China

Pledge of Trademark Rights in China

Publication July 25, 2021

Since the outbreak of the COVID-19 pandemic, China has further accelerated the process of exploring intellectual property rights as a tool of financing guarantee in order to support the resumption of work and production of enterprises and to promote the development of a knowledge-based economy.

At a regular press conference held on July 14, the China State Intellectual Property Office (the “CNIPA”) announced that in the first half of 2021, the amount of financing through trademark pledges in the country had reached RMB 21.2 billion, an increase of 5.0% year on year; and the number of pledged projects was 698, an increase of 37.7% year on year.

From a quantitative point of view, the country is developing rapidly in taking security interests over trademarks. From a proportional point of view, however, the scale of trademark pledge financing is too small to meet the financing needs of SMEs. Statistics show that trademarks and other IPRs are seldom used to access credit by Chinese companies - only 2.5% of high-tech enterprises and technology-based SMEs in the country have registered patents and trademark pledges.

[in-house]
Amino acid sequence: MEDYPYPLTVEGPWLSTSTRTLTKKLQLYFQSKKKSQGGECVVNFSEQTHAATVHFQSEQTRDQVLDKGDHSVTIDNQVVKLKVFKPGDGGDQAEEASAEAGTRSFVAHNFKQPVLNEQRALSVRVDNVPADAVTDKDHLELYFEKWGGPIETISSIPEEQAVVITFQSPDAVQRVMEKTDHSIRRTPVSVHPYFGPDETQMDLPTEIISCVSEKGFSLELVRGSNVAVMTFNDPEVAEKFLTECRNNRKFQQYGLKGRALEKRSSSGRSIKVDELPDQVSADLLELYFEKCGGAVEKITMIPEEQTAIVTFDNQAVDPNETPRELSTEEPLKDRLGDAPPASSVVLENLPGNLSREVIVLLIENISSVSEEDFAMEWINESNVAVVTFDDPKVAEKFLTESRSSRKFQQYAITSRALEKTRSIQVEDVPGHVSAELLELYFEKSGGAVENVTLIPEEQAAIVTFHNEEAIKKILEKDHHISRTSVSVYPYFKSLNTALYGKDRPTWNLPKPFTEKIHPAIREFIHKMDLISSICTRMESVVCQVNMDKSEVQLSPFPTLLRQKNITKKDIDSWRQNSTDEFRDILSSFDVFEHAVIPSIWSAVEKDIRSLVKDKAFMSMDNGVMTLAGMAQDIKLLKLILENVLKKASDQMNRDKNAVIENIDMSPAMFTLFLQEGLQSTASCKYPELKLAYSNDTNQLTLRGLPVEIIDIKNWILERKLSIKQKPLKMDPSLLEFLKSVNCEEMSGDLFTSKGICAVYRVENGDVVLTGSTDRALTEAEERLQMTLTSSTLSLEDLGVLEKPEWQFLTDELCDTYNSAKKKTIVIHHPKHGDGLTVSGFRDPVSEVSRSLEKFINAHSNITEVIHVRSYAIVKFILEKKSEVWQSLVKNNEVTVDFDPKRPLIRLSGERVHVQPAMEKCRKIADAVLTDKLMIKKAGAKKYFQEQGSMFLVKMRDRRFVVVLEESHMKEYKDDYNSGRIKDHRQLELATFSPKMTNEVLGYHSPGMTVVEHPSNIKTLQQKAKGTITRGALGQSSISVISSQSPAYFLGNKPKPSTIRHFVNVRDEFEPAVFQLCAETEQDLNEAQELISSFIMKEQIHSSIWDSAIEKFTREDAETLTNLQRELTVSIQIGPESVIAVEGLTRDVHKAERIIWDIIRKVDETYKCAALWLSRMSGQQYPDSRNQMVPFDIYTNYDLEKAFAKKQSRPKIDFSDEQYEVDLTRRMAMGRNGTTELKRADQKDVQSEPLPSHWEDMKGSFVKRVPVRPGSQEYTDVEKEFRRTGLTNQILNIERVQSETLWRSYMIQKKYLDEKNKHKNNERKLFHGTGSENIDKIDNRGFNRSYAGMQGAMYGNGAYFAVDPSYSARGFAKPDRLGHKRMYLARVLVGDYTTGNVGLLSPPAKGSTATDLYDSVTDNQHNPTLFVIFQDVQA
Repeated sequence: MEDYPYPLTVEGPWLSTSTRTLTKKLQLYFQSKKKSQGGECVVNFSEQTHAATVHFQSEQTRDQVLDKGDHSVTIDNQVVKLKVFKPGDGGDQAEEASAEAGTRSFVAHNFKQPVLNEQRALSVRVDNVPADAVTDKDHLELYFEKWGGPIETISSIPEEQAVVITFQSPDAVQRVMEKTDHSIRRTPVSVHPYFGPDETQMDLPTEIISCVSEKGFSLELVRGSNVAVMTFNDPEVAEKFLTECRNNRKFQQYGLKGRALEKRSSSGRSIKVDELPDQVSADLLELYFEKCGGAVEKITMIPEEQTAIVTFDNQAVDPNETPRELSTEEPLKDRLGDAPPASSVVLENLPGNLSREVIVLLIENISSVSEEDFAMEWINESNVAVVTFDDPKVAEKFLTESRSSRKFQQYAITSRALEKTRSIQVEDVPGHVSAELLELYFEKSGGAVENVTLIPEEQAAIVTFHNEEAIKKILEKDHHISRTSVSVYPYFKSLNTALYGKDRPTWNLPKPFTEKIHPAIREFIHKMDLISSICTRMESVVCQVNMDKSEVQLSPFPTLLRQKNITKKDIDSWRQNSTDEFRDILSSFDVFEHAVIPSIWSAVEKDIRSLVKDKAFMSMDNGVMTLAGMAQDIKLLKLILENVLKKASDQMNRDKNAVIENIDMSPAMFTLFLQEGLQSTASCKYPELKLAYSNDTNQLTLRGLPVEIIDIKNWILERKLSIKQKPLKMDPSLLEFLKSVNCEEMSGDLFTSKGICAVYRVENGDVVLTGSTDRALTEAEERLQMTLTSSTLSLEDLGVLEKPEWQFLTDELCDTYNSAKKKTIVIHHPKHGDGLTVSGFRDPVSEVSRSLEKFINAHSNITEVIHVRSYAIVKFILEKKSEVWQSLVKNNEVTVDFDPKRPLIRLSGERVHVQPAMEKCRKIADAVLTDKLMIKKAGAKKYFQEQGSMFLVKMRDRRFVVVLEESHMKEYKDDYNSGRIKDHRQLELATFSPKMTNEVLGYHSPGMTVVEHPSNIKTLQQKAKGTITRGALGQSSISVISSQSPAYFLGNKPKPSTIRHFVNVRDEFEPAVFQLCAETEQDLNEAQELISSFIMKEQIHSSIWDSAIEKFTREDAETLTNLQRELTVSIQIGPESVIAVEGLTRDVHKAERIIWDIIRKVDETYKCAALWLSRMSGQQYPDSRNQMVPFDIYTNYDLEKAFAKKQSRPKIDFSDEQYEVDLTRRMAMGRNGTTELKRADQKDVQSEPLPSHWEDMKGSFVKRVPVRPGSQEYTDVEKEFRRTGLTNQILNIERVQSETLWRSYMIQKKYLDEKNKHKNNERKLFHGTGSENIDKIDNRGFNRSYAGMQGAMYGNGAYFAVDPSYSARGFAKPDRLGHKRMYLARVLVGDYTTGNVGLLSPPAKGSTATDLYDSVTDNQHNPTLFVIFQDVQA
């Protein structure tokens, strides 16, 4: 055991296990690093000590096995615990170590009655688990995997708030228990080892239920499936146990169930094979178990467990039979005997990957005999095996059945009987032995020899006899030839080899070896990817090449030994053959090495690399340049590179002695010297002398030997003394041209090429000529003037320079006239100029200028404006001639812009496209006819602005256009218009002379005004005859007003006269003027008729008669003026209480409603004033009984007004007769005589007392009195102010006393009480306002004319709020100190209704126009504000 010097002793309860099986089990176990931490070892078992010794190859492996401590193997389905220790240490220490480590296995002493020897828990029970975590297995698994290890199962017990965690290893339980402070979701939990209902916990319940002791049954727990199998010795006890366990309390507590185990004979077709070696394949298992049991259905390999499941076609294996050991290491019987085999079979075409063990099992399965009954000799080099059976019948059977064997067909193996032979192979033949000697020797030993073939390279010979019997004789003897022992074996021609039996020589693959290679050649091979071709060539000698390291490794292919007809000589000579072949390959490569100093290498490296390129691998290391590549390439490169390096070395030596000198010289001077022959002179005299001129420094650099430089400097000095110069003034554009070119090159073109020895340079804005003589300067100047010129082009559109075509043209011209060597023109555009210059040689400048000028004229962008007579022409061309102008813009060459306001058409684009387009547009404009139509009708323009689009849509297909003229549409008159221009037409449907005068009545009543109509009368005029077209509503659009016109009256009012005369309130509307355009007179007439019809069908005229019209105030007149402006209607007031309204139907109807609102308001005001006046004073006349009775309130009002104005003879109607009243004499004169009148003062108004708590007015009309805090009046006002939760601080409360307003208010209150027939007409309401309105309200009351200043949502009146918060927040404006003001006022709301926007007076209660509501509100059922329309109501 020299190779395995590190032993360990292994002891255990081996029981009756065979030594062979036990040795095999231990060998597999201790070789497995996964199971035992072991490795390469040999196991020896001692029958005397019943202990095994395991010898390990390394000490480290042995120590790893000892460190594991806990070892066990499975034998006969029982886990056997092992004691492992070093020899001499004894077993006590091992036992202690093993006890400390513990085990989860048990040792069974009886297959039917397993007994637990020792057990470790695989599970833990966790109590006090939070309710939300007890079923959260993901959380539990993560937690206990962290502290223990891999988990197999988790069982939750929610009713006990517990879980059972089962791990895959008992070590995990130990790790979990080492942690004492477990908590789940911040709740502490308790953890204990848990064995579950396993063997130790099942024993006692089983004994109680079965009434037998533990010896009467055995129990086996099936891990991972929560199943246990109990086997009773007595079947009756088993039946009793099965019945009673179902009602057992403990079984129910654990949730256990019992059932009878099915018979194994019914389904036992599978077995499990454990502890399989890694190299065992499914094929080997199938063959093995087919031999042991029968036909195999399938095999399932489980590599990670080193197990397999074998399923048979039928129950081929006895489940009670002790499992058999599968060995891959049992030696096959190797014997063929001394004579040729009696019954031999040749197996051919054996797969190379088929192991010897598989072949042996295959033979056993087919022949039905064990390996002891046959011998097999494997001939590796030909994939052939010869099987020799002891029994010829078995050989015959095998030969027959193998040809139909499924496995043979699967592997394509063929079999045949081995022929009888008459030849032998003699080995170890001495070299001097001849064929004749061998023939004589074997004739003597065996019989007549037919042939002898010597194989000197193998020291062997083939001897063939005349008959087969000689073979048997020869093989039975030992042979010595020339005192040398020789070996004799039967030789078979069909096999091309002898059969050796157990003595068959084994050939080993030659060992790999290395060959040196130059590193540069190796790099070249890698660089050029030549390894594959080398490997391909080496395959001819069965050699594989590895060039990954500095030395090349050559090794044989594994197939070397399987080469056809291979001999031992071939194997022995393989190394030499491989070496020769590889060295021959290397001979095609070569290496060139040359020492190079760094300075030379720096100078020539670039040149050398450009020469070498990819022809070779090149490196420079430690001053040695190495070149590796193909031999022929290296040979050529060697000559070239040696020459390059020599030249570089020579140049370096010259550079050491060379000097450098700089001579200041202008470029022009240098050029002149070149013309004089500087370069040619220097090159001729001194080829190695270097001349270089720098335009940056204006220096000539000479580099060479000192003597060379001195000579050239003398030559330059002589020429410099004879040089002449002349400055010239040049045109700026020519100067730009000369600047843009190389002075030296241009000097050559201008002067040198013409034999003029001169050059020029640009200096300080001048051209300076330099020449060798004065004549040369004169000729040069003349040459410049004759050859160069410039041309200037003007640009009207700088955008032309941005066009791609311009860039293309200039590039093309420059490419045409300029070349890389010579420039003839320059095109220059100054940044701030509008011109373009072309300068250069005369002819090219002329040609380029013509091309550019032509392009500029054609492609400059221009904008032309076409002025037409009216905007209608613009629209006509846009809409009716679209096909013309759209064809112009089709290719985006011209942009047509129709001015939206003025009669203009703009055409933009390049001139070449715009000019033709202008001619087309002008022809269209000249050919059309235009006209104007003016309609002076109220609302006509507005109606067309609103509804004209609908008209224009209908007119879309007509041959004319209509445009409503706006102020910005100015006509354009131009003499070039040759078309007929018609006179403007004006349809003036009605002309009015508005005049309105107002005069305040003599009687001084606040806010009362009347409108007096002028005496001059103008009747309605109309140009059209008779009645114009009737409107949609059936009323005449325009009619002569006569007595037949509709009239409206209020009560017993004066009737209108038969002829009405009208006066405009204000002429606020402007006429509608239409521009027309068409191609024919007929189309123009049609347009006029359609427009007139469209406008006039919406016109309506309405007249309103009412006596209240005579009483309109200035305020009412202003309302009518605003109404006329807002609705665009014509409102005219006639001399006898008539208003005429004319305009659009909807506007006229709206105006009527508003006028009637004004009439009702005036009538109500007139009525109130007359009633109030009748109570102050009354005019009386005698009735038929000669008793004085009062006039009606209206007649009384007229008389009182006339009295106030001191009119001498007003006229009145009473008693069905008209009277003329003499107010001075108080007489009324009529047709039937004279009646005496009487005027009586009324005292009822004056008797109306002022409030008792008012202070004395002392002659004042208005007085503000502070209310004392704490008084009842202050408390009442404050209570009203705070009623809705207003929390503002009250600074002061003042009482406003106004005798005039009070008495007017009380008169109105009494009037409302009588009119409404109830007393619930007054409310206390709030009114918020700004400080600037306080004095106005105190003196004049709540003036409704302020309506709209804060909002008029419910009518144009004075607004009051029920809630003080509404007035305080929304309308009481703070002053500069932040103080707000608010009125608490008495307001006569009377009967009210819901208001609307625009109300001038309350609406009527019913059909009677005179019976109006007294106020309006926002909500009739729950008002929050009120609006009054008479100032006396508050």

Recently, a number of actions led by the CNIPA have reflected China's determination to promote the popularity of IP-secured financing and development of acknowledge-based economy.

In June this year, the CNIPA, together with the China Banking and Insurance Regulatory Commission, and the National Development and Reform Commission jointly issued a policy-guided action plan, proposing to achieve an annual increase of more than 20% in the number of pledged IPs as well as the amount of financing in more than 100 industrial parks within the next three years. On June 30, 2021, the CNIPA then issued four measures, ranging from improving consulting and inquiry services, further improving registration efficiency, to providing fast registration green channel services, and strengthening business capacity, aiming to comprehensively improve the accessibility and convenience of trademark pledge registration services.

Under the Chinese legal framework, trademark owners can pledge the property rights of their IPRs as security for financing and other forms of transactions. To enforce any security rights over a trademark, the pledge must be properly registered with the CNIPA. After the registration, the owner of the pledged trademark will no longer be free to assign or license the same without the pledgee’s consent.